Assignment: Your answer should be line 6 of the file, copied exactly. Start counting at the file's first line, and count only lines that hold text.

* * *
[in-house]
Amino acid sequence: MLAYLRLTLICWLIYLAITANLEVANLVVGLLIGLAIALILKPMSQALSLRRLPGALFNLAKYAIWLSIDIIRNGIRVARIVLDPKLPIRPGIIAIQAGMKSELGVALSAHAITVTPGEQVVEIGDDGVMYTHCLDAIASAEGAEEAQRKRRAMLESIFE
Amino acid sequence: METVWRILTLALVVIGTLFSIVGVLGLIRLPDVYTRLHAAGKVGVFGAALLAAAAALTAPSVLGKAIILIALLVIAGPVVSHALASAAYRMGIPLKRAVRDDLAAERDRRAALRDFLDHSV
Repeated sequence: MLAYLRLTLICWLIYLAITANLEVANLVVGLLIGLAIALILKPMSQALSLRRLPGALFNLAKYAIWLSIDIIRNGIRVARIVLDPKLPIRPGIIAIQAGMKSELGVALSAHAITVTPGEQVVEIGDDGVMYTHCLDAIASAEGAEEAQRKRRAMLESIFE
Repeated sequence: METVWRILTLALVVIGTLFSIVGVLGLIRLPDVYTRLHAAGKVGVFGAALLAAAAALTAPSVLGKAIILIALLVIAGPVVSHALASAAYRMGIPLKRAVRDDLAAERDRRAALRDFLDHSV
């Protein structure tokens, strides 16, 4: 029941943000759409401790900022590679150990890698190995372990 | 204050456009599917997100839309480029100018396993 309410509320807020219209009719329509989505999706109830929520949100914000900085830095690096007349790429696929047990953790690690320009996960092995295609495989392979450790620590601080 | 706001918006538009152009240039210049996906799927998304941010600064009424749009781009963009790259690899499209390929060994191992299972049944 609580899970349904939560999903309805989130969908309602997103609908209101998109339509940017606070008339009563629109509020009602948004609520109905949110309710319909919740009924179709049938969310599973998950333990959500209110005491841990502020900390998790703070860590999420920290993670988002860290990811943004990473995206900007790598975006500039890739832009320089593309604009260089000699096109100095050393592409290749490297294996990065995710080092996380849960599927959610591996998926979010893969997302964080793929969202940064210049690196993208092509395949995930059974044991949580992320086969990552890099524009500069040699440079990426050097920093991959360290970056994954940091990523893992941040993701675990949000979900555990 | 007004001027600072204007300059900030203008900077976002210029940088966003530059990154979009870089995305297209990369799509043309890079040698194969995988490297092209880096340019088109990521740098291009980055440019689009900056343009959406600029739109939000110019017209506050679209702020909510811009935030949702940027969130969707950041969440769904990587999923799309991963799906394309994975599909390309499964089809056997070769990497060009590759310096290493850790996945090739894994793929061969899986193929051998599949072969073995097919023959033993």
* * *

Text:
């Protein structure tokens, strides 16, 4: 029941943000759409401790900022590679150990890698190995372990 | 204050456009599917997100839309480029100018396993 309410509320807020219209009719329509989505999706109830929520949100914000900085830095690096007349790429696929047990953790690690320009996960092995295609495989392979450790620590601080 | 706001918006538009152009240039210049996906799927998304941010600064009424749009781009963009790259690899499209390929060994191992299972049944 609580899970349904939560999903309805989130969908309602997103609908209101998109339509940017606070008339009563629109509020009602948004609520109905949110309710319909919740009924179709049938969310599973998950333990959500209110005491841990502020900390998790703070860590999420920290993670988002860290990811943004990473995206900007790598975006500039890739832009320089593309604009260089000699096109100095050393592409290749490297294996990065995710080092996380849960599927959610591996998926979010893969997302964080793929969202940064210049690196993208092509395949995930059974044991949580992320086969990552890099524009500069040699440079990426050097920093991959360290970056994954940091990523893992941040993701675990949000979900555990 | 007004001027600072204007300059900030203008900077976002210029940088966003530059990154979009870089995305297209990369799509043309890079040698194969995988490297092209880096340019088109990521740098291009980055440019689009900056343009959406600029739109939000110019017209506050679209702020909510811009935030949702940027969130969707950041969440769904990587999923799309991963799906394309994975599909390309499964089809056997070769990497060009590759310096290493850790996945090739894994793929061969899986193929051998599949072969073995097919023959033993």